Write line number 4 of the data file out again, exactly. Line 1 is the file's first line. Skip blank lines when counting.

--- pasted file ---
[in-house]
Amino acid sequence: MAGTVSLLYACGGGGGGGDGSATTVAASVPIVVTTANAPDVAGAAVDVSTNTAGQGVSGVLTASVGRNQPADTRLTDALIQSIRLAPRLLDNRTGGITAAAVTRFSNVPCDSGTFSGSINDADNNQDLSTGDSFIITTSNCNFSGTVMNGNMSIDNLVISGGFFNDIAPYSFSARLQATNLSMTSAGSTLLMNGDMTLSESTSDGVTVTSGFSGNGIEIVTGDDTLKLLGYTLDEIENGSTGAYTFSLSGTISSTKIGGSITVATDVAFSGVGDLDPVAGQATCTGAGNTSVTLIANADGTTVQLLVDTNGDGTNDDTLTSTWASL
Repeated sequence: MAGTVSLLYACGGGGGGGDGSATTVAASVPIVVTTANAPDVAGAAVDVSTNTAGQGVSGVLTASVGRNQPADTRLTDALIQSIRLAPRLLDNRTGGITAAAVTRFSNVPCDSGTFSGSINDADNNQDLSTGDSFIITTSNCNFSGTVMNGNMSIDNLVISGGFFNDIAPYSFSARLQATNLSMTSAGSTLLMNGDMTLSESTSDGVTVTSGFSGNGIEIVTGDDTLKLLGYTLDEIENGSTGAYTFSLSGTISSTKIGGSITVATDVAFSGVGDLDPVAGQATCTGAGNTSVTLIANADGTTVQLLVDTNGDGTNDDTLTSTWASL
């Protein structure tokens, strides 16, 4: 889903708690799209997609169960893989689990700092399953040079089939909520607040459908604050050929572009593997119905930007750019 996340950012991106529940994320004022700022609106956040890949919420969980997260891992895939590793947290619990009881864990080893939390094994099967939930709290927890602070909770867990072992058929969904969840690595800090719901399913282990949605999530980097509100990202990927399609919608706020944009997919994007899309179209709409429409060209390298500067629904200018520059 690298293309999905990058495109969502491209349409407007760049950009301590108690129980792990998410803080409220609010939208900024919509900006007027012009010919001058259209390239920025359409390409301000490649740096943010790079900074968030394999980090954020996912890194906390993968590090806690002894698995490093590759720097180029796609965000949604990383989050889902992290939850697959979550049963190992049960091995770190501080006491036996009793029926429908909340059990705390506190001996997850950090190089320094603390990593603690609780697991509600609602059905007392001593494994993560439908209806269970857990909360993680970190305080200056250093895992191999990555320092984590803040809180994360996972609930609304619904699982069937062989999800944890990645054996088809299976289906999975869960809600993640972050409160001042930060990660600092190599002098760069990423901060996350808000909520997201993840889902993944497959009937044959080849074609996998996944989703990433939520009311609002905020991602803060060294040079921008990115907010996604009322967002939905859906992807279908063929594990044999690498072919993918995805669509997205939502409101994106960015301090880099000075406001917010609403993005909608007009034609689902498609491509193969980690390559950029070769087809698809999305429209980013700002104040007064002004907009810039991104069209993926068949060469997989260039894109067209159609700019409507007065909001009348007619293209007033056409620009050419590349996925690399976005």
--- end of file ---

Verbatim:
């Protein structure tokens, strides 16, 4: 889903708690799209997609169960893989689990700092399953040079089939909520607040459908604050050929572009593997119905930007750019 996340950012991106529940994320004022700022609106956040890949919420969980997260891992895939590793947290619990009881864990080893939390094994099967939930709290927890602070909770867990072992058929969904969840690595800090719901399913282990949605999530980097509100990202990927399609919608706020944009997919994007899309179209709409429409060209390298500067629904200018520059 690298293309999905990058495109969502491209349409407007760049950009301590108690129980792990998410803080409220609010939208900024919509900006007027012009010919001058259209390239920025359409390409301000490649740096943010790079900074968030394999980090954020996912890194906390993968590090806690002894698995490093590759720097180029796609965000949604990383989050889902992290939850697959979550049963190992049960091995770190501080006491036996009793029926429908909340059990705390506190001996997850950090190089320094603390990593603690609780697991509600609602059905007392001593494994993560439908209806269970857990909360993680970190305080200056250093895992191999990555320092984590803040809180994360996972609930609304619904699982069937062989999800944890990645054996088809299976289906999975869960809600993640972050409160001042930060990660600092190599002098760069990423901060996350808000909520997201993840889902993944497959009937044959080849074609996998996944989703990433939520009311609002905020991602803060060294040079921008990115907010996604009322967002939905859906992807279908063929594990044999690498072919993918995805669509997205939502409101994106960015301090880099000075406001917010609403993005909608007009034609689902498609491509193969980690390559950029070769087809698809999305429209980013700002104040007064002004907009810039991104069209993926068949060469997989260039894109067209159609700019409507007065909001009348007619293209007033056409620009050419590349996925690399976005």